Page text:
you can imagine.

        • Snake stories! And crazy scaredy cat humans! Yep! Have one of those! I once spent three years dealing with very little muscle control in my legs. To strengthen them I would go for short walks behind our house in the hay field. One early spring day I was feeling very pleased at managing about a 50 metre distance from the house … when to my GREAT dismay I realized I was standing in a ball of snakes!!! (In our area snakes curl up in balls in places like ground hog holes. They they wake up at different times … so one or more of the bigger ones drag the curled up mess of snakes up the tunnel and out into the sunshine. It takes them a while to wake up. And in the meantime they are all tied up in knots in a ball!!) Well – what I DID know about my legs was that a good shot of adrenalin or over doing my attempts at speed DROPPED me like a rock on the ground. I stood there WILLING my scaredy cat self to take deep breaths and NOT fall down to face the whole tangle up close and personal! I made it – they made it … and ever since I keep a wide berth from that ground hog hole every spring!! Ha!

  19. I agree that we all have a deep need for someone else to see what we see, or indeed a need to be needed. I think that my living alone with no relations for over 125 miles, is why I reach out and share so much online. As I have always said, on days when I cannot go out, the world comes in to me through my laptop. That same laptop allows me to walk through your meadows, celi and into the barn to enjoy the animal sounds, and watch the wonders of new life as it happens.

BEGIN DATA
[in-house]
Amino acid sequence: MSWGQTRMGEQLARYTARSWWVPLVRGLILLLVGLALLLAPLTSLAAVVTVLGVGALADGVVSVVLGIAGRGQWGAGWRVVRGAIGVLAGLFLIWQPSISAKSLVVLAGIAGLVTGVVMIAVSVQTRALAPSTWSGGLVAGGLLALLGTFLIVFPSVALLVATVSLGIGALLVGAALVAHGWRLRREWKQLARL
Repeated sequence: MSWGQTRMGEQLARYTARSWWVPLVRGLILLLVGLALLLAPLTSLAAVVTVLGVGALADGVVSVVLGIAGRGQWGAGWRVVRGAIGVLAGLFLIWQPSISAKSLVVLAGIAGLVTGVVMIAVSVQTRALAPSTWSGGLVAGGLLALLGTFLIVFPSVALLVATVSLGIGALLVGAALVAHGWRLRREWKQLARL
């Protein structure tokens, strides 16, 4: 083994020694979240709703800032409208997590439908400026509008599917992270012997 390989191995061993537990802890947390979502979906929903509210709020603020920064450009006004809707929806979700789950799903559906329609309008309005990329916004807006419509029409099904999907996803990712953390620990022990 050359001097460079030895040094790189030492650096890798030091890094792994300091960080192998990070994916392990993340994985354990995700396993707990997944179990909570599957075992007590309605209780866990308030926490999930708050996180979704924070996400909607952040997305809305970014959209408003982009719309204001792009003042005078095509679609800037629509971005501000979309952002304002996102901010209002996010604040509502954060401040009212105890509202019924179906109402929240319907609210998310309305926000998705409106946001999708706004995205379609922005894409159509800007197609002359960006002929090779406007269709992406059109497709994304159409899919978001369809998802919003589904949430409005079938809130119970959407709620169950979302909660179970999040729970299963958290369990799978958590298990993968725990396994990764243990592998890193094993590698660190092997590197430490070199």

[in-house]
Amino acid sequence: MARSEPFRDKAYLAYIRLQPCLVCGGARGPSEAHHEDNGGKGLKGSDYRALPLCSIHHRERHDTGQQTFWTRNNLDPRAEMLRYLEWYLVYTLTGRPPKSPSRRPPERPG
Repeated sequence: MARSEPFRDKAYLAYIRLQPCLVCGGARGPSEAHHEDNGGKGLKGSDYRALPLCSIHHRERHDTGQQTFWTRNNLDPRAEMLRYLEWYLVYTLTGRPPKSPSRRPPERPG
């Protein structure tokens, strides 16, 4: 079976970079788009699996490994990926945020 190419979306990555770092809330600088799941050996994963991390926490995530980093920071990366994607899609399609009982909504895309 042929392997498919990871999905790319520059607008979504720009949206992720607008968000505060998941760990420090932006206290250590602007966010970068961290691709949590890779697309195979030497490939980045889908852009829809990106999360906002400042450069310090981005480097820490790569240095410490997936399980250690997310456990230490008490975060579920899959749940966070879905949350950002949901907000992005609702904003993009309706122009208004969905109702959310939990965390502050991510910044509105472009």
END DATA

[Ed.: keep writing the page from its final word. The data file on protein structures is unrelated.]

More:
20. Philosophermouse, I’m looking forward to funny stories about snakes. Sounds like oxymorons to me. The sight of a snake Emily said it well–zero at the bone.
    But lizards, chameleons –I think are pretty cute. I can’t bear the way snakes slither. I want them to have feet like everybody else.
    And Sheila’s photo is sooooo heartbreaking.

  21. I am forever outside looking, looking, looking. I am also almost always back in the house with “come see……” Last summer I think my family actually tired of watching fledgling Great Horned Owls learning to hunt in our pasture. I would sit outside until my eyes could no longer make out their shapes at all. My DD is back from college (finally!). She and I are co-mingled souls as far as the outdoors. She found me yesterday to implore me, “Come see the baby praying mantis!”. (((sigh)))

  22. I bet home made essential oils are simply gorgeous!
    I agree – things are better when shared with someone else. Thank you for sharing your lovely stories and photos. 🙂

  23. On that note, I must tell you I saw crows fishing in the Fraser River Sunday morning. They were catching fingerlings at the water’s surface and bringing them back to the quae to eat. I had never seen that before.